— a very dark-green jade


Apart from nephrite jade (pounamu), the most common stones carved in NZ are oamaru stone (limestone), Hinuera stone (ignumbrite), andesite, granite, basalt, greywacke, argillite, marble (takaka) and Pumice.

Carved Oamaru Stone Sphere
Oamaru Stone
— a fine, clean limestone capable of holding very good detail and clean finish.

Hinuera Stone
— Hinuera Stone or Ignumbrite is a volcanic/metamorphic stone quarried at Hinuera, close to the Coromandel Peninsula. It is a creamy colour with some variation in texture and available in any size.

Examples of Ian's Hinuera Stone Sculptures
Growing Together Protection/Support
by Ian Thorne
Growing Together
by Ian Thorne

— another volcanic/metamorphic stone usually greyish or greenish (maratoto) in colour.

— a speckled stone often sourced here on the Coromandel at Fantail Bay. This variety may also be called a Rhyolite.

— There is some very nice fine grained black Basalt around NZ and in particular at Opito Bay just north of Whitianga where there is an ancient quarry where Ngati Hei (local tribe) collected, worked and traded the 'Onewa' around the North island.

— a more common, fine grained and hardened siltstone found in many places. I source some from the Kaiaua area or sometimes for small bits, my local 'garden stone' supplier!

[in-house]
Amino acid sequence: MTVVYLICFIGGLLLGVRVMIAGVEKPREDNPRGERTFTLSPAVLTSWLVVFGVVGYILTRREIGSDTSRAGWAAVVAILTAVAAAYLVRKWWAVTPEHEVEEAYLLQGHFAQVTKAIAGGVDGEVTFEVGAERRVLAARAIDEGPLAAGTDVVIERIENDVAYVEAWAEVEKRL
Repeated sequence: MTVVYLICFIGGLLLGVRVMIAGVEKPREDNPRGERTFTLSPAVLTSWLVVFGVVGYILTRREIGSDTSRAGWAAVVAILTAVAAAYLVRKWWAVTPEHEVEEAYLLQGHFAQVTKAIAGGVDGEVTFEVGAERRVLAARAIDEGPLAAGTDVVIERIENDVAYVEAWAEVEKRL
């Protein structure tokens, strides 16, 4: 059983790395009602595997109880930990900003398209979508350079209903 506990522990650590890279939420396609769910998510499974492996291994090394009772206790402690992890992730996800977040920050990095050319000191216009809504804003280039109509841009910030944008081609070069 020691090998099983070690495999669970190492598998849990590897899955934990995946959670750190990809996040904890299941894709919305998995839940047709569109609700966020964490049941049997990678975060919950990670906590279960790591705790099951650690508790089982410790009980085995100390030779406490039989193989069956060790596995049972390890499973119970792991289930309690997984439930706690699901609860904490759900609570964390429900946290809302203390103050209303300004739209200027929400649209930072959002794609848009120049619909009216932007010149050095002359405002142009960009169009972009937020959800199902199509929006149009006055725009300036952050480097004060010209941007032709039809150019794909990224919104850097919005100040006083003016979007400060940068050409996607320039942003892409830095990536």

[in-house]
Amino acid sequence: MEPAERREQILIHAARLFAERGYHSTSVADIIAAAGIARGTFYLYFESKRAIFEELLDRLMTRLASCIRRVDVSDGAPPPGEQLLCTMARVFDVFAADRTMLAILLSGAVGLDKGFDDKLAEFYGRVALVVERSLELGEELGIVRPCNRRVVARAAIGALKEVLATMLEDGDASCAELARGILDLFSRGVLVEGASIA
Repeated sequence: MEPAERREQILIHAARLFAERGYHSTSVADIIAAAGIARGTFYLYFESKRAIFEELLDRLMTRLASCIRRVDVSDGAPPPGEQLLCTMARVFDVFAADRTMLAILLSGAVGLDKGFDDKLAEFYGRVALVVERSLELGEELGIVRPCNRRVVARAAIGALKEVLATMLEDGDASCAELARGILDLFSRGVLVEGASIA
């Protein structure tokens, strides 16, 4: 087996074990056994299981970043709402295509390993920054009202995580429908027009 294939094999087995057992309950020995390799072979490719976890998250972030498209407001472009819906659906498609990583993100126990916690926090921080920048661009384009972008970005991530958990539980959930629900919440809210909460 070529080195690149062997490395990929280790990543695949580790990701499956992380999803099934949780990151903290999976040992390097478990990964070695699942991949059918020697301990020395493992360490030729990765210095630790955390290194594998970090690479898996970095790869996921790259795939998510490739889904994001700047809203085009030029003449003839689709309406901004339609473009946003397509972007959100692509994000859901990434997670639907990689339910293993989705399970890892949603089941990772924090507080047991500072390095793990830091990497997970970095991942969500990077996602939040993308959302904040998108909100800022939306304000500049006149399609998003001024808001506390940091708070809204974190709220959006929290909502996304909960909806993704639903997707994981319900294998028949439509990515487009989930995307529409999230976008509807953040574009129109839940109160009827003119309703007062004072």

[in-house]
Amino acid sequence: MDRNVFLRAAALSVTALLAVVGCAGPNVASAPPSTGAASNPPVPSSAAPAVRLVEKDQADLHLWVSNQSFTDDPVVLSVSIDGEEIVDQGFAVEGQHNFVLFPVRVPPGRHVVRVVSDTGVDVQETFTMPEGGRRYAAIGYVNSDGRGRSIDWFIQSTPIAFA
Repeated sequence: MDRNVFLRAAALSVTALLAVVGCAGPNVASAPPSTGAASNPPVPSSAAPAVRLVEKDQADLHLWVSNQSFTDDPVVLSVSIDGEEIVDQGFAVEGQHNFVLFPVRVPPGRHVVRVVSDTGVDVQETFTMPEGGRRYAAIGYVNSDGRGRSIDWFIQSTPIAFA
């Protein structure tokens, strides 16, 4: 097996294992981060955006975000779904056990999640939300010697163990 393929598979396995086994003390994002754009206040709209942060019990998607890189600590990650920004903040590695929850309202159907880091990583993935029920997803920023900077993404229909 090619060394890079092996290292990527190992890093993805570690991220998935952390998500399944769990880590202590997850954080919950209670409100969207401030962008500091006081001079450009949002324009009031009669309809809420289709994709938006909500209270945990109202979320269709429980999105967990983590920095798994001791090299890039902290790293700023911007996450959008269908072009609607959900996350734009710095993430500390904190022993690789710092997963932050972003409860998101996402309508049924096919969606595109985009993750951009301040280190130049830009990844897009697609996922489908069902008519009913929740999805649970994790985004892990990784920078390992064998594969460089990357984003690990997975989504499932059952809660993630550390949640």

— Argillite of several colours is found in the Nelson region and was originally used for tool-making particularly as it was hard and could be 'knapped' to produce blades, or ground on sandstone to make 'Toki' (adzes).

Working with rock
Working with rock
(Takaka Marble)
Ian: The Happy Carver
Ian: The Happy Carver
(aka "Dusty")
Takaka Marble
— Also in the Nelson region on Takaka mountain is a huge amount (a 'mountainful') of beautiful, large grained and often banded, white marble.

— a very light volcanic stone that floats! It's hard to find large pieces for carving but is easy to work and weathers well for outside sculpture.

Carnelian -- a gemstone

Gemstones are worked in a similar fashion to jade (with diamond saws and drills) and, with the wide variety available in New Zealand, it is a very interesting field to work in and has much variation and potential for the collector. Those gemstones worked regularly are Carnelian, Obsidian, Tigers Eyes, Tiger Iron, Bloodstone, Agates, Quartz and petrified wood. Really, the theme again is "Carving Unlimited" with gemstones.



A mixture of peat, sand, shell, cement and anything else you'd like to throw in. It is mixed and then roughly moulded and, after 3-4 hours as it starts to "go off," it is carved. Hypertufa looks like stone.

I've been asked for the "recipe" so many times that ... well, here it goes:

Here is a basic recipe for tufa. It becomes hypertufa when you add extra texture such as shell or dirt, etc.

Mix well and add water until pliable & moist (not too wet). Mold into approximate shape and wait until it's starting to go off before carving it.

Dry carefully over a week.